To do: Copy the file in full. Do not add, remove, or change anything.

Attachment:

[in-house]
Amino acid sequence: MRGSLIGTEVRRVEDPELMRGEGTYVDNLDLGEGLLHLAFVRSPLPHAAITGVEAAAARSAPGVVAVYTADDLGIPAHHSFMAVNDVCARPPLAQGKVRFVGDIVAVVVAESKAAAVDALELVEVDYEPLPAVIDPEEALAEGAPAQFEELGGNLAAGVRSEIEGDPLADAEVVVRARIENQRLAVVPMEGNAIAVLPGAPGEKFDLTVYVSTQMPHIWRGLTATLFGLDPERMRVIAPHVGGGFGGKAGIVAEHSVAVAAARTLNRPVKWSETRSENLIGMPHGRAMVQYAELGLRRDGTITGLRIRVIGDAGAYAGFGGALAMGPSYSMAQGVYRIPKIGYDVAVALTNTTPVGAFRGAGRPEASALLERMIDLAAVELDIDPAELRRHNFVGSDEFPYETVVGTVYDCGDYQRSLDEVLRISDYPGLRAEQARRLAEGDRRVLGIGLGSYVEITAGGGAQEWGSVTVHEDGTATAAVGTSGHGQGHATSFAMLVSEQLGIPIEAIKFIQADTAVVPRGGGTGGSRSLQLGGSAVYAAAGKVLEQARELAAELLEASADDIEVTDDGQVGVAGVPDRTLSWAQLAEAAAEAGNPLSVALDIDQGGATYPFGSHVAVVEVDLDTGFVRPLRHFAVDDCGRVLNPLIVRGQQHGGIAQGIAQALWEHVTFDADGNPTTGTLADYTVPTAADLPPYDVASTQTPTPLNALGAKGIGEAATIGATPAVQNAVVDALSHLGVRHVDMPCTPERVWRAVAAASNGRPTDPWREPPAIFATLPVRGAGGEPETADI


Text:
[in-house]
Amino acid sequence: MRGSLIGTEVRRVEDPELMRGEGTYVDNLDLGEGLLHLAFVRSPLPHAAITGVEAAAARSAPGVVAVYTADDLGIPAHHSFMAVNDVCARPPLAQGKVRFVGDIVAVVVAESKAAAVDALELVEVDYEPLPAVIDPEEALAEGAPAQFEELGGNLAAGVRSEIEGDPLADAEVVVRARIENQRLAVVPMEGNAIAVLPGAPGEKFDLTVYVSTQMPHIWRGLTATLFGLDPERMRVIAPHVGGGFGGKAGIVAEHSVAVAAARTLNRPVKWSETRSENLIGMPHGRAMVQYAELGLRRDGTITGLRIRVIGDAGAYAGFGGALAMGPSYSMAQGVYRIPKIGYDVAVALTNTTPVGAFRGAGRPEASALLERMIDLAAVELDIDPAELRRHNFVGSDEFPYETVVGTVYDCGDYQRSLDEVLRISDYPGLRAEQARRLAEGDRRVLGIGLGSYVEITAGGGAQEWGSVTVHEDGTATAAVGTSGHGQGHATSFAMLVSEQLGIPIEAIKFIQADTAVVPRGGGTGGSRSLQLGGSAVYAAAGKVLEQARELAAELLEASADDIEVTDDGQVGVAGVPDRTLSWAQLAEAAAEAGNPLSVALDIDQGGATYPFGSHVAVVEVDLDTGFVRPLRHFAVDDCGRVLNPLIVRGQQHGGIAQGIAQALWEHVTFDADGNPTTGTLADYTVPTAADLPPYDVASTQTPTPLNALGAKGIGEAATIGATPAVQNAVVDALSHLGVRHVDMPCTPERVWRAVAAASNGRPTDPWREPPAIFATLPVRGAGGEPETADI